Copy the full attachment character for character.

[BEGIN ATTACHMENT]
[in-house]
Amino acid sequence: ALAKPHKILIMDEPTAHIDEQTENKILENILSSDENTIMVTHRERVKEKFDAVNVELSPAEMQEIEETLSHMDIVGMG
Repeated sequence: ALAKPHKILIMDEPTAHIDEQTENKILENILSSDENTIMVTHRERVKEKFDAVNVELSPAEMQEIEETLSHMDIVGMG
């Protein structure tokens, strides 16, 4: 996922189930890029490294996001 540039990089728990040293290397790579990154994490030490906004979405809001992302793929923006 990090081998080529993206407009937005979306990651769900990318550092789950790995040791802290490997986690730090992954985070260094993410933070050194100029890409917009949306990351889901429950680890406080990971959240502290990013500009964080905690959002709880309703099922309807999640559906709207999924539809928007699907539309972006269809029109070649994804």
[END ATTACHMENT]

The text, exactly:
[in-house]
Amino acid sequence: ALAKPHKILIMDEPTAHIDEQTENKILENILSSDENTIMVTHRERVKEKFDAVNVELSPAEMQEIEETLSHMDIVGMG
Repeated sequence: ALAKPHKILIMDEPTAHIDEQTENKILENILSSDENTIMVTHRERVKEKFDAVNVELSPAEMQEIEETLSHMDIVGMG
């Protein structure tokens, strides 16, 4: 996922189930890029490294996001 540039990089728990040293290397790579990154994490030490906004979405809001992302793929923006 990090081998080529993206407009937005979306990651769900990318550092789950790995040791802290490997986690730090992954985070260094993410933070050194100029890409917009949306990351889901429950680890406080990971959240502290990013500009964080905690959002709880309703099922309807999640559906709207999924539809928007699907539309972006269809029109070649994804």